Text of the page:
Cubillas de Santa Marta: departure 10:16
Duenas: departure 10:21
Venta de Banos: departure 10:27
Palencia: departure 10:38
El Carrion: departure 10:47
Pina: departure 10:55
Fromista: arrival 10:59
 

Morgan Holmes

Every day is a path to walk.
Camino(s) past & future
Camino Frances to Santiago from SJPDP (2014); Sahagún to Santiago (2018).
#5
When you know the day and departure time for your train(s), you can look up all the intermediate stops online - sometimes reassuring to know this :). For tomorrow, Thursday 16 August, the earliest connection would be the A 4087 train leaving Madrid Chamartin for Irun at 8 in the morning, with a change in Valladolid where you have a comfortable 40 minutes (get a coffee in the small station, it has a sit-down bar) and the following stops:

Madrid-Chamartin: departure 08:00 - A 4087 (direction: Irun)
Segovia Guiomar: departure 08:30
Valladolid Campo Grande: arrival 09:16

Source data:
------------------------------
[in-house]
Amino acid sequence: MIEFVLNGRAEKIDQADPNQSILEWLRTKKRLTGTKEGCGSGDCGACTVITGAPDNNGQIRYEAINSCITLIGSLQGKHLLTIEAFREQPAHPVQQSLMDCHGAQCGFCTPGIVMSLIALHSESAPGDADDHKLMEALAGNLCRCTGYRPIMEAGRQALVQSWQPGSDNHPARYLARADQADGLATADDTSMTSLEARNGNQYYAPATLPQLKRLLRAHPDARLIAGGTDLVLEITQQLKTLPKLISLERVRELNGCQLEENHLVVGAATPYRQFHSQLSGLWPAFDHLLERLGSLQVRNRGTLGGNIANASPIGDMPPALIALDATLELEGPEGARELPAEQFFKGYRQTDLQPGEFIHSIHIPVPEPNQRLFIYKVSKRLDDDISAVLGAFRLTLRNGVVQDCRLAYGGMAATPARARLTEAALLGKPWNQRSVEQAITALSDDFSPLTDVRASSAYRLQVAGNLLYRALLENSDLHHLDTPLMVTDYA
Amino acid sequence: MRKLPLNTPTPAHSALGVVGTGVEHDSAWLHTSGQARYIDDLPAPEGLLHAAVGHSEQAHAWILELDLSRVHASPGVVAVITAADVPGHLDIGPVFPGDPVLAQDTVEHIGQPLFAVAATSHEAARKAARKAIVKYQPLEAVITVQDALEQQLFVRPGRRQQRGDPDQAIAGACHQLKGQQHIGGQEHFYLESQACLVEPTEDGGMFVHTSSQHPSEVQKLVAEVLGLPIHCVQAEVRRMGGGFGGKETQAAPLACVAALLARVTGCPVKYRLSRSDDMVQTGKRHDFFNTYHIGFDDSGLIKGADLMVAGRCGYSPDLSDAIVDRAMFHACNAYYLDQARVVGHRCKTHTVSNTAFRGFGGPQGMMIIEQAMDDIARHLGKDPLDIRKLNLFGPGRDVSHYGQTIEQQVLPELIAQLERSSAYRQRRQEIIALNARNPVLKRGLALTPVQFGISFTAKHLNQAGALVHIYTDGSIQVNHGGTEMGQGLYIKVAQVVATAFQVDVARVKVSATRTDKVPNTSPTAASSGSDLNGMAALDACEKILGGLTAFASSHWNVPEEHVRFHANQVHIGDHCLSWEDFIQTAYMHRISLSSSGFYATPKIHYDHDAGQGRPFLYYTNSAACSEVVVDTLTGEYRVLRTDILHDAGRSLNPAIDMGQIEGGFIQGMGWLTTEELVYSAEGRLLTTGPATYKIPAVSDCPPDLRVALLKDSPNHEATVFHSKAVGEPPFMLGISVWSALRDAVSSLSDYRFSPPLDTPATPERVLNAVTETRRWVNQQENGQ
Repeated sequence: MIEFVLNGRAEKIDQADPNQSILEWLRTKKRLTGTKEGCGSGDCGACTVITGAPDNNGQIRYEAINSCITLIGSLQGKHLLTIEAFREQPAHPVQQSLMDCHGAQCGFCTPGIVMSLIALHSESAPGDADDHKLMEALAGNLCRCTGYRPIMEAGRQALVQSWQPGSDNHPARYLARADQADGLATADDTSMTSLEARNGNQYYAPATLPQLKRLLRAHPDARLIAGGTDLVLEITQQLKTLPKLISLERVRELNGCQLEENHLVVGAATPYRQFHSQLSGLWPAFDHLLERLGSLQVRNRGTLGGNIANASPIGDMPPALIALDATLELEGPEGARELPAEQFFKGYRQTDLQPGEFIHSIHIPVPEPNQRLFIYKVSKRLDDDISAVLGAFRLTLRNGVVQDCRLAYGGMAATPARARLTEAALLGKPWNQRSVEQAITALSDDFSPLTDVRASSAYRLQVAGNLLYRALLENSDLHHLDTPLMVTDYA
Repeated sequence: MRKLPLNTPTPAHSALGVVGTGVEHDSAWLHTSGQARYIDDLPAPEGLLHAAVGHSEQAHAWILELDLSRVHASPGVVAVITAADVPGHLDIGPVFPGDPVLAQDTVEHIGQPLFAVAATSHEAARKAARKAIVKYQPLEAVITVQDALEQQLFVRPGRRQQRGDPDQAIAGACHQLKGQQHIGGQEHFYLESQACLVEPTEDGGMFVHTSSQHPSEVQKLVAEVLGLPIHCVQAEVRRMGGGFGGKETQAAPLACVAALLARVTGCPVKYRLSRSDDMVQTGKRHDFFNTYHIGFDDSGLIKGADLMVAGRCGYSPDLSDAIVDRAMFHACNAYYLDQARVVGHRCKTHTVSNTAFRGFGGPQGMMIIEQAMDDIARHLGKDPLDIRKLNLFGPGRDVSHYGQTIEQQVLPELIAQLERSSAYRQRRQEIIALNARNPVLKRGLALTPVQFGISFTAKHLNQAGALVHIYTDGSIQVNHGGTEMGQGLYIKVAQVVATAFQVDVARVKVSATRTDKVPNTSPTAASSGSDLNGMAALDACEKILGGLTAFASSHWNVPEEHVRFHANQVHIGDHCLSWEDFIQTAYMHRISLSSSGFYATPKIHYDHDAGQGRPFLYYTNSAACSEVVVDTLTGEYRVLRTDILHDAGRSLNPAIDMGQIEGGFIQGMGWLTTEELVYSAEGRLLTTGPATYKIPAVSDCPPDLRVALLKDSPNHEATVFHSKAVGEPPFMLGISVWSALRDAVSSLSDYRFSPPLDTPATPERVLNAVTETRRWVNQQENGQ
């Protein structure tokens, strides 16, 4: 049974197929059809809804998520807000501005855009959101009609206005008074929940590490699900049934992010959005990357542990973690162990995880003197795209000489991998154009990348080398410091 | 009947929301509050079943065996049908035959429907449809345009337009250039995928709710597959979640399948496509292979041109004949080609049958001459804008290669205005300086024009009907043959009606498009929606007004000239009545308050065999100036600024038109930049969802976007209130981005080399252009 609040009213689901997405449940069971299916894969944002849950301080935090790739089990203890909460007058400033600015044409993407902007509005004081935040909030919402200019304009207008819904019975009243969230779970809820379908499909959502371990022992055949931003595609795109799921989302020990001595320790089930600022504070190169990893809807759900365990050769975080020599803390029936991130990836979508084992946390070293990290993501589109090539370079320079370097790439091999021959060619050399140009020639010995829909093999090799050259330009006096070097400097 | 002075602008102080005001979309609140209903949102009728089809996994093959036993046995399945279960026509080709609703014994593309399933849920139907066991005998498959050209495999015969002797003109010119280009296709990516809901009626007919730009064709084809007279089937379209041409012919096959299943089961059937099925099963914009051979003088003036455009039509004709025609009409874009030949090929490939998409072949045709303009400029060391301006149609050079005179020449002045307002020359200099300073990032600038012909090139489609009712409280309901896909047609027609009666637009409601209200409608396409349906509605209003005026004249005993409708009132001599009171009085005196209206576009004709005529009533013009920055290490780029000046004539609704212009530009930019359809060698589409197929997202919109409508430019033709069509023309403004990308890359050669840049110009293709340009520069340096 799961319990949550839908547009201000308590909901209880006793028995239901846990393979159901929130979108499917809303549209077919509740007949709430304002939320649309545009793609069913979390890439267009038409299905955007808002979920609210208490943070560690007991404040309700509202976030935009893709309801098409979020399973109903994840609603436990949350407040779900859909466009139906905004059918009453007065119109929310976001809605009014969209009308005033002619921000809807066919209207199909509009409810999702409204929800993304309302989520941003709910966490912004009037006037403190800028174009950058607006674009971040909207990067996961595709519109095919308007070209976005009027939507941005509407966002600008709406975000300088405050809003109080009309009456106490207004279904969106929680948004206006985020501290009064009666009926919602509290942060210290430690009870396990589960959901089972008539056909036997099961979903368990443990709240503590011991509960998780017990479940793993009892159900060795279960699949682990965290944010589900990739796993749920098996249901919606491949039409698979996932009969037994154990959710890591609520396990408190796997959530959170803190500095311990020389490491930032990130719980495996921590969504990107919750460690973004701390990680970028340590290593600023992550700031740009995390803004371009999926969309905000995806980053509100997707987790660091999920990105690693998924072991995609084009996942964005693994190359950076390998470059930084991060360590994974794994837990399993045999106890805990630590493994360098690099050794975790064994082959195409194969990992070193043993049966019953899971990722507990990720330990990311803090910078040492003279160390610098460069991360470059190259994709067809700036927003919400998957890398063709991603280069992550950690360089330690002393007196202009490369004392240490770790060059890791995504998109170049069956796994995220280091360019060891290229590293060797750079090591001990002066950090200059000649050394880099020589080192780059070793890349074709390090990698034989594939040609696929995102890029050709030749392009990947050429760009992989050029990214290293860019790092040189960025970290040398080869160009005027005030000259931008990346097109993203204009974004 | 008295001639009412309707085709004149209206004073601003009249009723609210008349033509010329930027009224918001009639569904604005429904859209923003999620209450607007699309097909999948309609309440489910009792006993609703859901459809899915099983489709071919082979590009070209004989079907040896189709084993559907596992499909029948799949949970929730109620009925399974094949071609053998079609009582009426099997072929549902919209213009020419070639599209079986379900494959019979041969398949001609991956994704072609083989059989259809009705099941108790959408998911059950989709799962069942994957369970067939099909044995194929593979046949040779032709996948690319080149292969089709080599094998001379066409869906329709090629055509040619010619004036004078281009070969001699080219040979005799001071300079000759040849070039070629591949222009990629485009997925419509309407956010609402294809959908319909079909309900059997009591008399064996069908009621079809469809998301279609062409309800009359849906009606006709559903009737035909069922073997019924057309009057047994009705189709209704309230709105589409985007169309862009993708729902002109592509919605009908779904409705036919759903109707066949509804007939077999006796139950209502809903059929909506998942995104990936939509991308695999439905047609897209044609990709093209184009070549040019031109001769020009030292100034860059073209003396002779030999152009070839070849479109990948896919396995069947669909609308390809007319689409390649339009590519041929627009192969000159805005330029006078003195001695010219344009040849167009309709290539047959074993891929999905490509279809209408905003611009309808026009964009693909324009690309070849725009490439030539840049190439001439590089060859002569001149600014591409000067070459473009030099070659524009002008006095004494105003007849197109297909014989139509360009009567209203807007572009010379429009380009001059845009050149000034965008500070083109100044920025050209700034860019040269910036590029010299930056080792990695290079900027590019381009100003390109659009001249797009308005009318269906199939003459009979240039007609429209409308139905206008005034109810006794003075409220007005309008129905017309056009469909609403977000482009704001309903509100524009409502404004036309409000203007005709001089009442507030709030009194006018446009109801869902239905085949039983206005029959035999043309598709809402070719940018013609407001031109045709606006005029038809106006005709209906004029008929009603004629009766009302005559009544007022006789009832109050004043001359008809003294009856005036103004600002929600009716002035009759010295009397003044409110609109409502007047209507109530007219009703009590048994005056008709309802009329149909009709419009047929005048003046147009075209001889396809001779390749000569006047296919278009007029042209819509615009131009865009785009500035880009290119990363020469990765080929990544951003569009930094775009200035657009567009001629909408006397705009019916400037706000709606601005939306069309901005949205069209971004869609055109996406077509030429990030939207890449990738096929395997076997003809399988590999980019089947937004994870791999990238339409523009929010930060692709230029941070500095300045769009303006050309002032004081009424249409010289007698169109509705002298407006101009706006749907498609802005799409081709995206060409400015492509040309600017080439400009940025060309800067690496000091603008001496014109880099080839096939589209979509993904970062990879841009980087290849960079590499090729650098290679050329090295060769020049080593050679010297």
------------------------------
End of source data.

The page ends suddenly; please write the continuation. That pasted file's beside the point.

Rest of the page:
Valladolid Campo Grande: departure 09:55 - R 18101 (direction: Santander)
Valladolid-Universidad: departure 10:00
Cabezon del Pisuerga: departure 10:09
Cubillas de Santa Marta: departure 10:16
Duenas: departure 10:21
Venta de Banos: departure 10:27
Palencia: departure 10:38
El Carrion: departure 10:47
Pina: departure 10:55
Fromista: arrival 10:59
Perfect information! Thanks
 

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Dave C.

Active Member
Camino(s) past & future
Francis (2016)
SJ to Santa Domingo (2017)
Santa Domingo to Fromista (2018)
#6
I made this trip in the opposite direction back in April. Easy transfers, just look at the electronic signs.
Buen Camino
 
Camino(s) past & future
Pamplona to Santiago (2013)
Le Puy to Pamplona in segments (2013 - 2016)
Pamplona to León
#7
If your train is a high speed one (AVIA, I think is the designator), once you are on board, the next stop will be displayed on a digital display in each car. At least that has been my experience based on three or four train rides there over the last couple of years. So you will be alerted before you reach Valladolid and then Fromista. (Unless you fall asleep. :confused:)

Tom
 

Dave C.

Active Member
Camino(s) past & future
Francis (2016)
SJ to Santa Domingo (2017)
Santa Domingo to Fromista (2018)
#8